At about 0910, on 11 April 2012, an Ayres Corporation S2R-G10 Thrush aircraft, registered VH-WDD, collided with terrain in a fallow wheat field about 36 km north-west of Moree, New South Wales while on a ferry flight from St George, Queensland to Moree. The owner-pilot was fatally injured and the aircraft was destroyed by impact forces and an intense fuel-fed fire.
What the ATSB found
The ATSB found that the aircraft departed controlled flight and the pilot was unable to recover before impact with the ground. On the basis of the evidence available to the ATSB, it was not possible to determine with any certainty the reasons for the loss of control.
There was no evidence of any mechanical fault with the aircraft that could have contributed to the accident. A number of other possible factors could not, however, be completely discounted: pilot incapacitation; aircraft handling, such as to avoid a bird or flock of birds or other deliberate manoeuvring by the pilot; or a mechanical problem which could not be identified during the post-accident site and aircraft examinations.
Although it did not contribute to the accident, an issue was identified with the potential to affect the safety of agricultural operations in S2R-G10 Thrush aircraft in Australia. The aircraft’s permitted load-carrying capability, based on its published maximum take-off weight, was very low in comparison with other agricultural aircraft types. The aircraft type’s operational history indicated that it could be operated at higher loads, but the absence of a more practical published weight limit increased the risk of pilots flying at weights where the aircraft had not been fully tested for safety.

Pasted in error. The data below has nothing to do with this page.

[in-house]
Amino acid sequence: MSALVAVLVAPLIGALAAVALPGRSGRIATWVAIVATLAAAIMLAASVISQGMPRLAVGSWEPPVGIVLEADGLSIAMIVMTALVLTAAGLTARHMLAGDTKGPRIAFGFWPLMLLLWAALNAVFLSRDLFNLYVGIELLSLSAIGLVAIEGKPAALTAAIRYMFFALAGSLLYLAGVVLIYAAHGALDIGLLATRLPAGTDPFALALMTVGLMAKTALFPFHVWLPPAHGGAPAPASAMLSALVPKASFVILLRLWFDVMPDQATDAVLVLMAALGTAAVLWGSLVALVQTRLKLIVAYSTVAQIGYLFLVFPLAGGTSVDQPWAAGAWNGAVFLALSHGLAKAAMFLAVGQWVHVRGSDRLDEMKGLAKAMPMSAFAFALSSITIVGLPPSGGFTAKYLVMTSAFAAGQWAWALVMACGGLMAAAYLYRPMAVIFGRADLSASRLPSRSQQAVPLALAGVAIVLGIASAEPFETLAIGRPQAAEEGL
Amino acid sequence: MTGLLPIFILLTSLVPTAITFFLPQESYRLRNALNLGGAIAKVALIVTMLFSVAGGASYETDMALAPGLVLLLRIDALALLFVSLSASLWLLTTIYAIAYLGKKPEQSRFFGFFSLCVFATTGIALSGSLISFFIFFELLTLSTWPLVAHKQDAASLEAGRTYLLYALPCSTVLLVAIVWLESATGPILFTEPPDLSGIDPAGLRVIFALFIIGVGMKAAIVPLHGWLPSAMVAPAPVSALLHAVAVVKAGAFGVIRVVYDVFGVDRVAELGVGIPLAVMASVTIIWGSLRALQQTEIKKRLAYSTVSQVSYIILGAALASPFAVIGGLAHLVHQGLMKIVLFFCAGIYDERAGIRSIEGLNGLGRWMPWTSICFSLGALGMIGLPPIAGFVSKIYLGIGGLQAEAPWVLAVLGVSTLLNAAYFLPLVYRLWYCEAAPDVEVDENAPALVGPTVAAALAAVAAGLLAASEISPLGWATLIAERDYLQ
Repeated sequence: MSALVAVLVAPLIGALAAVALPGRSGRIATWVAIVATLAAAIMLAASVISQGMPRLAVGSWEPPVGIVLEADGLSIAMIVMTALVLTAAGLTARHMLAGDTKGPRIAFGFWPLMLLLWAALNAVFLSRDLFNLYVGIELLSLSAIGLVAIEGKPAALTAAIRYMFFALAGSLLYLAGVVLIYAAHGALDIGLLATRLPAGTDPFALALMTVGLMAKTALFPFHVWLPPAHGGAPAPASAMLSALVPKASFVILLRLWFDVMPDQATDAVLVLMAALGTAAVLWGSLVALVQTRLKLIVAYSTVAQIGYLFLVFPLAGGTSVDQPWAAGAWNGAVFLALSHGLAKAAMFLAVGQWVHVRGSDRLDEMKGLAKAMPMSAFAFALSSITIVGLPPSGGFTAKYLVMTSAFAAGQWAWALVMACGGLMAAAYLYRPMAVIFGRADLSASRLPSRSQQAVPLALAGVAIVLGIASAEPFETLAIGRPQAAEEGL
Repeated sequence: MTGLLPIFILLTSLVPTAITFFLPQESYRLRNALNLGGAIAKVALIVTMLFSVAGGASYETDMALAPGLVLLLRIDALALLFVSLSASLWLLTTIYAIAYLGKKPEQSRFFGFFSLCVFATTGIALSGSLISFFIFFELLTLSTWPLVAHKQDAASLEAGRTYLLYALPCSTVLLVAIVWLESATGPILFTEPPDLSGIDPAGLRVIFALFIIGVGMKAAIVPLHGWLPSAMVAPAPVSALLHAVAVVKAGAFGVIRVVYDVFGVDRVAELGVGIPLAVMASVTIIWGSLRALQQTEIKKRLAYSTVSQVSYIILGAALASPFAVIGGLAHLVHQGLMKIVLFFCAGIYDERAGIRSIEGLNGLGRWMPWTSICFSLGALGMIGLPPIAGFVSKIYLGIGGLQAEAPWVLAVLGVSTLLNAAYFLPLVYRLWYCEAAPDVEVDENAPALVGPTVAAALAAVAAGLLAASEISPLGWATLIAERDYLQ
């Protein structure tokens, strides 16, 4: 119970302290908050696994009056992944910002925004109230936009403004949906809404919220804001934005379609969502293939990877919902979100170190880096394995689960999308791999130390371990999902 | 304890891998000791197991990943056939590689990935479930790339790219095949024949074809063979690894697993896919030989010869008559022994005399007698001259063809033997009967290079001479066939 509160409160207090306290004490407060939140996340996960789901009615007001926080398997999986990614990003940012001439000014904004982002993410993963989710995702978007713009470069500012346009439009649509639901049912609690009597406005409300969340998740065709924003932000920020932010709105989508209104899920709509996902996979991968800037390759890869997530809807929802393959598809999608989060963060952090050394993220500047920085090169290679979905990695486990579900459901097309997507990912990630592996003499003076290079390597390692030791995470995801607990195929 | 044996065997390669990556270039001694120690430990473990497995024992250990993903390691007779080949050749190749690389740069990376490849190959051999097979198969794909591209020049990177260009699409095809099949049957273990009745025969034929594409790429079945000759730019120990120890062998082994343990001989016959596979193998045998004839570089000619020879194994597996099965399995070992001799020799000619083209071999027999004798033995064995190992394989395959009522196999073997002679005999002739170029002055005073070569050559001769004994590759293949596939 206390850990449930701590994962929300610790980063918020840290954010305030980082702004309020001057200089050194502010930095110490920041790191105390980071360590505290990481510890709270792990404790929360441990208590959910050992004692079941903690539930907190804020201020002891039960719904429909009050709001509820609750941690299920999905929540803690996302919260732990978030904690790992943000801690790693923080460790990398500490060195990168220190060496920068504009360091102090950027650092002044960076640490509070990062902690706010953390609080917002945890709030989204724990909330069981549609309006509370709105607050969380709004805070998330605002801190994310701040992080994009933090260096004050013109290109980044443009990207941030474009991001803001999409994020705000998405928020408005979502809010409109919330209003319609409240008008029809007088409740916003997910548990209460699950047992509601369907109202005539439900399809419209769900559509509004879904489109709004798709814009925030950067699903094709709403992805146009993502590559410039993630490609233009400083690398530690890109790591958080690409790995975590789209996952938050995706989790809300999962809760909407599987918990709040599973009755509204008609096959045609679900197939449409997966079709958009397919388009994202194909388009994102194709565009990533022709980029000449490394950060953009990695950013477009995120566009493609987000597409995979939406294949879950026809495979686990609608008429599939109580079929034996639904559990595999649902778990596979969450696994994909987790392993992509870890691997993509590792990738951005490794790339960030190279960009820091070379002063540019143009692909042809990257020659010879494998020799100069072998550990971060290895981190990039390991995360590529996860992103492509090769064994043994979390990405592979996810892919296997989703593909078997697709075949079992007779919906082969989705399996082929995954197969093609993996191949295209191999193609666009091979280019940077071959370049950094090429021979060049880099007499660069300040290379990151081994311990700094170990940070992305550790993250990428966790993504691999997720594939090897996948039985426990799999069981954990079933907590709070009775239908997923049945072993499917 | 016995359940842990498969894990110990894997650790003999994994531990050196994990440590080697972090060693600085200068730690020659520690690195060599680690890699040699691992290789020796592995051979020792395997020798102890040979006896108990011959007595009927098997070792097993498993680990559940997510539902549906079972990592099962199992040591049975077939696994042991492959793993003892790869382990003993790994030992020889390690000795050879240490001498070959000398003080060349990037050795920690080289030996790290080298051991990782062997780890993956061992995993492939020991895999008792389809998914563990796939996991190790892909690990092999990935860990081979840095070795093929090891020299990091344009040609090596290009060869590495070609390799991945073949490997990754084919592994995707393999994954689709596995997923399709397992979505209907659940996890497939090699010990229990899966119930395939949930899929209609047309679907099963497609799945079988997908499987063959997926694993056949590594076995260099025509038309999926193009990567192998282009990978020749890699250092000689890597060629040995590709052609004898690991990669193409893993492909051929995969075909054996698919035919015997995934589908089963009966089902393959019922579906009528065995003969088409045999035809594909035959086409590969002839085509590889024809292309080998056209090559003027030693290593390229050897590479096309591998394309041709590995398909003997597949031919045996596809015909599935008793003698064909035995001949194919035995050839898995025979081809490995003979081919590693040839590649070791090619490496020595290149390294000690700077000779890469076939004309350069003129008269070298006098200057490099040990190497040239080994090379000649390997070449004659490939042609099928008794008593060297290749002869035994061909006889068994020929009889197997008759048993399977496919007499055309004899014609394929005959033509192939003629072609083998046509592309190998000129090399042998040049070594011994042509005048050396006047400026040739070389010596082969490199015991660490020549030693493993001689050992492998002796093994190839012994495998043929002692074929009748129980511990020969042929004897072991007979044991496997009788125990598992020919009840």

What has been done as a result
In June 2012, Statewide Aviation, the Australian distributor for Ayres aircraft, in consultation with the Civil Aviation Safety Authority, commenced developing a Supplemental Type Certificate (STC) for some Ayres Thrush variants. This STC would permit an increase in the aircraft's maximum take-off weight, and is expected to be available to Thrush owners in October 2013.
Although the investigation did not determine why the aircraft departed controlled flight, the potential for the operation of the emergency cut-off lever in Garrett-engined Thrush aircraft to prevent significant control difficulties in the event of a serious engine or propeller problem was highlighted.